The poly(hydroxy amino ether) represented by Formula II (where n=1) can be prepared by contacting one or more of the diglycidyl ethers of a dihydric phenol with an amine having two amine hydrogens under conditions sufficient to cause the amine moieties to react with epoxy moieties to form a polymer backbone having amine linkages, ether linkages and pendant hydroxyl moieties. These polyethers are described in U.S. Pat. No. 5,275,853. These polyethers can also be prepared by contacting a diglycidyl ether or an epihalohydrin with a difunctional amine.
The hydroxy-functional polyether represented by Formula II (where n=0) can also be prepared by contacting a diglycidyl ether or a combination of diglycidyl ethers with a dihydric phenol or combination of dihydric phenols using the process described in U.S. Pat. No. 5,164,472. Alternatively, the hydroxy-functional polyether can be prepared by allowing a dihydric phenol or a combination of dihydric phenols to react with an epihalohydrin by the process described by Reinking, Barnabeo, and Hale in Journal of Applied Polymer Science, Vol. 7, pg. 2135 (1963).
A more preferred hydroxy-functional polyether contains structural units formed from the reaction product of the diglycidyl ether of bisphenol A and adipic acid.
The preferred weight average molecular weight of the hydroxy-functional polyether (as determined by gel permeation chromatography) is not less than about 1000 Daltons, more preferably not less than 10,000 Daltons, most preferably not less than 20,000 Daltons, and preferably not more than 250,000 Daltons, more preferably not more than 100,000 Daltons.
The stable aqueous dispersion of the hydroxy-functional polyether can be prepared by any suitable method including those described in U.S. Pat. Nos. 3,360,599; 3,503,917; 4,123,403; 5,037,864; and 5,539,021; the descriptions of which preparations are incorporated herein by reference. Preferably, the stable aqueous dispersion of the hydroxy-functional polyether is prepared by first preparing an HIPR emulsion, then diluting the emulsion with water.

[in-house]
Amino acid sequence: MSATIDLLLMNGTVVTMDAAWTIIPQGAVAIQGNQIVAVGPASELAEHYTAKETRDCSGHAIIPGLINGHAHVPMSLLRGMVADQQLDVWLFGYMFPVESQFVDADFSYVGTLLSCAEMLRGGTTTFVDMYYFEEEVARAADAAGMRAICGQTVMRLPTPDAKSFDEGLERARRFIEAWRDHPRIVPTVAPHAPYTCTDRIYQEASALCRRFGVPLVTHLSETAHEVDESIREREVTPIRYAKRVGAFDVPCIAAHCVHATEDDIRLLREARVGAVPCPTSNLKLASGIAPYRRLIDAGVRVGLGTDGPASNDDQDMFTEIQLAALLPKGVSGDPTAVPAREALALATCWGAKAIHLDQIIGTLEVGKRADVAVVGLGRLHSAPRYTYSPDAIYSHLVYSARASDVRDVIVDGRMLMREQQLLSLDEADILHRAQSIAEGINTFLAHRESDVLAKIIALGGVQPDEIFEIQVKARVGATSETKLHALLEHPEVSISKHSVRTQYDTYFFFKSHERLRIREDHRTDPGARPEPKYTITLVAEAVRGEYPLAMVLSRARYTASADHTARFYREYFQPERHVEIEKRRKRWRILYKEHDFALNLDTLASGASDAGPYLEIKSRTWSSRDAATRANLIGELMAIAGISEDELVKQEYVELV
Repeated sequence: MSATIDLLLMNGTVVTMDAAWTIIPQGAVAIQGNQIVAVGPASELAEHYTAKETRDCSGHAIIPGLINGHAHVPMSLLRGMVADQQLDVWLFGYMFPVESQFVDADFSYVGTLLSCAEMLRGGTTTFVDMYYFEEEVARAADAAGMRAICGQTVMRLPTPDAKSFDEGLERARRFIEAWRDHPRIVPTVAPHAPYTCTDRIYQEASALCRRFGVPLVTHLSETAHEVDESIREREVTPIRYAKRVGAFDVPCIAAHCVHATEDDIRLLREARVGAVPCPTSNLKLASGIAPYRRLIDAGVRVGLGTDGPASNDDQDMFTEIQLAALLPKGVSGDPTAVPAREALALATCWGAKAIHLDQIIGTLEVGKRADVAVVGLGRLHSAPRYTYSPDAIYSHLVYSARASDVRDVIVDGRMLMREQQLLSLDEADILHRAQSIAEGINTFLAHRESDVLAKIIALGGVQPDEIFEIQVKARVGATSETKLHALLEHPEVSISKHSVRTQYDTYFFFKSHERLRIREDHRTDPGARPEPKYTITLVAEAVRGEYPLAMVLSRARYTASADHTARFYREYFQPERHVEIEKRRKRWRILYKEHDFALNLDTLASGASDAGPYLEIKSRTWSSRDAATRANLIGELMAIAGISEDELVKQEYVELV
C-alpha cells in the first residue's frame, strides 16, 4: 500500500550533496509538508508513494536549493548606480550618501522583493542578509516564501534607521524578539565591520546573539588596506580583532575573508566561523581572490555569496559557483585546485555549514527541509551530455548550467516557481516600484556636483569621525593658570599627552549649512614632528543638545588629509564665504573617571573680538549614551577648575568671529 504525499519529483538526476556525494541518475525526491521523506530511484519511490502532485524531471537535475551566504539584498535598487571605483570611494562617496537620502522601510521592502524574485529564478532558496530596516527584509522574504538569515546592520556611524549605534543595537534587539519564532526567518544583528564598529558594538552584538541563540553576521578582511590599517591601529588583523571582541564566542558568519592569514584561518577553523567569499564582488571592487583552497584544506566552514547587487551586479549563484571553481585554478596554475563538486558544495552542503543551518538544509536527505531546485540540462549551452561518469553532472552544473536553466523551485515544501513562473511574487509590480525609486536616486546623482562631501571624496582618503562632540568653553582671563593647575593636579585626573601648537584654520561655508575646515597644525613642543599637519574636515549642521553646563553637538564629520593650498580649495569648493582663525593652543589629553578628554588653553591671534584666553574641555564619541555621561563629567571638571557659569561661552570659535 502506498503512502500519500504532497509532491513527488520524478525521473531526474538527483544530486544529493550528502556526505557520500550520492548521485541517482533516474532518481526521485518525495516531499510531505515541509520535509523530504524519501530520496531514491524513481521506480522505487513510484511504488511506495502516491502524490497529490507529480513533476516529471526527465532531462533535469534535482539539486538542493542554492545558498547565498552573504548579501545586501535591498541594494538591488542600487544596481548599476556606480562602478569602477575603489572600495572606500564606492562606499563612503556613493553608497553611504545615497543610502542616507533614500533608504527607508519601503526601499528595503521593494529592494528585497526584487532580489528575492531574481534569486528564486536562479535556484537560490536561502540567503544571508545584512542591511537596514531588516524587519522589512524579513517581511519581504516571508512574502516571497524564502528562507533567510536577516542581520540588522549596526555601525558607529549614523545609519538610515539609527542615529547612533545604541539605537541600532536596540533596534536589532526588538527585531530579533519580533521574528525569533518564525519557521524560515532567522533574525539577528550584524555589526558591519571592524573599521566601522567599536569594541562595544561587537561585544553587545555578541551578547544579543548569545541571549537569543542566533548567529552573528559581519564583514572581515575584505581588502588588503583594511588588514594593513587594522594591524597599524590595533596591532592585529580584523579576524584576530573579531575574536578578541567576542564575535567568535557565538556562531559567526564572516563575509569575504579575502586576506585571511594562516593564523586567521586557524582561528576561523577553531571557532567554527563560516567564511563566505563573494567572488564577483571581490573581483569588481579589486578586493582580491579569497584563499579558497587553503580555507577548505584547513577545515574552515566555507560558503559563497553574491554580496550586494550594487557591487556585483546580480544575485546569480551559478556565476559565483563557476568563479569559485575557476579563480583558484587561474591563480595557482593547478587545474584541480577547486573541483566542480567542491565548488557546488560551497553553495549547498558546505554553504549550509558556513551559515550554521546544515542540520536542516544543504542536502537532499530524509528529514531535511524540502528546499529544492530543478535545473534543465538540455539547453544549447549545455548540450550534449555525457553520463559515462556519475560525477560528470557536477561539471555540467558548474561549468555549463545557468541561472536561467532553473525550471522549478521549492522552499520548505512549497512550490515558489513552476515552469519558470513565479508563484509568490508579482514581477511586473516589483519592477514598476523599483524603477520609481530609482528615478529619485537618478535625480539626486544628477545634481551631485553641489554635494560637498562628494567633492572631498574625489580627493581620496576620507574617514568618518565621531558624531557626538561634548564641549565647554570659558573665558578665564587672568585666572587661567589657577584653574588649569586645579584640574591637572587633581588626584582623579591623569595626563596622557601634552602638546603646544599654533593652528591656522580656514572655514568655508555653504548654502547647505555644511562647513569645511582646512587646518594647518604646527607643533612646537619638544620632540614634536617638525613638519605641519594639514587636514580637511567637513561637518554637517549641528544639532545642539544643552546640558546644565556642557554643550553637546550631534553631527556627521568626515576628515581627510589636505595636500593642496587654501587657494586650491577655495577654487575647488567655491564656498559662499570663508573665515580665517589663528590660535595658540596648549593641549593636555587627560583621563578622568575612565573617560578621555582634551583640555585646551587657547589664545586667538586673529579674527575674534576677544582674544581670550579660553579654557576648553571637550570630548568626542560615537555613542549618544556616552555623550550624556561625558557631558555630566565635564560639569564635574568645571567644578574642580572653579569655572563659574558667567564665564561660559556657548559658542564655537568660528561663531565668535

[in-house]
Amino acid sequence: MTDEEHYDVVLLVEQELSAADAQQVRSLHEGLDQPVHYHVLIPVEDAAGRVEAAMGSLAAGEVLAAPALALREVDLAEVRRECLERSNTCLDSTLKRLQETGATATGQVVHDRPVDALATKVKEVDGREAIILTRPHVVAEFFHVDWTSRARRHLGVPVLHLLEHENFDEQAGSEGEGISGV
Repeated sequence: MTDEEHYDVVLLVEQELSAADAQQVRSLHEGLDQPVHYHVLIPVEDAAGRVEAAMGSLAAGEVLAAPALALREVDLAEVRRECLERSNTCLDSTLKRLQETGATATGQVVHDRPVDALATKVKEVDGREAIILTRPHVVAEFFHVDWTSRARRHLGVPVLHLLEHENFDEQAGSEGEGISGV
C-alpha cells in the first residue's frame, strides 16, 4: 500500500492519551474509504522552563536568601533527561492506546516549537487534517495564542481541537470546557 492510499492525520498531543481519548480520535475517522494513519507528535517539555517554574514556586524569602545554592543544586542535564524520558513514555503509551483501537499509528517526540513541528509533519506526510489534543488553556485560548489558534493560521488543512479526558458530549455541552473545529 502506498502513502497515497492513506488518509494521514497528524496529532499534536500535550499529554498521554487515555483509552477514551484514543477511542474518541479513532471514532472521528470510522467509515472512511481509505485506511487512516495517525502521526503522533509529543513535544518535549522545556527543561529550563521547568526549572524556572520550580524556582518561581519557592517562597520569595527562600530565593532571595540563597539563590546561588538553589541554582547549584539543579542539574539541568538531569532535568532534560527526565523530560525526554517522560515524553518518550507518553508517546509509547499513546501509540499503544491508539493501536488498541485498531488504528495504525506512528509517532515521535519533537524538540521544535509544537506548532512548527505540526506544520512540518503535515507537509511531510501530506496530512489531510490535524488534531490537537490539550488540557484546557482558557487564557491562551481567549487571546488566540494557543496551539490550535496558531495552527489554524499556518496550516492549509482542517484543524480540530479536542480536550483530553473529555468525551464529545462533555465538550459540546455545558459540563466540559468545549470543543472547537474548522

The HIPR emulsion of the hydroxy-functional polyether may also be prepared by any suitable method, such as those described in U.S. Pat. Nos. 4,018,426; 5,250,576; and 5,539,021; the teachings of which preparations are incorporated herein by reference. Preferably, the HIPR emulsion is prepared by continuously merging into a disperser, in the presence of an emulsifying and stabilizing amount of a surfactant, a stream of water flowing at a rate r1, and a stream containing the hydroxy-functional polyether flowing at a rate r2, then mixing the streams with a sufficient amount of shear to form the HIPR emulsion. The ratio of the flow rates r2 :r1 is preferably in such a range that the polydispersity of the HIPR emulsion, defined as the ratio of the volume average particle size to the number average particle size (Dv /Dn), is not greater than 3, more preferably not greater than 2, and most preferably not greater than 1.3; or the volume average particle size, as measured using a Coulter LS230 particle size analyzer (Coulter Instruments), is not greater than 3 microns, more preferably not greater than 1 micron, and most preferably not greater than 0.5 micron.
Referring now to FIG. 1, which is a plot of the polydispersity (dotted lines, solid circles) and particle size (solid lines, open circles) versus feed ratio (polymer solution:water), the range of the feed ratio that gives the best results is not less than 3.5, preferably not less than 3.8, and not greater than 4.5, more preferably not greater than 4.4. The polymer solution is a polyhydroxy ester ether (prepared as described in the Example, part B) 45 percent by weight in a 60:40 volume:volume mixture of toluene and 1-butanol. It has surprisingly been discovered that aqueous dispersions of the hydroxy-functional polyether having low particle size and polydispersity can be prepared in the absence of grafted functional groups such as carboxylic acid-containing groups.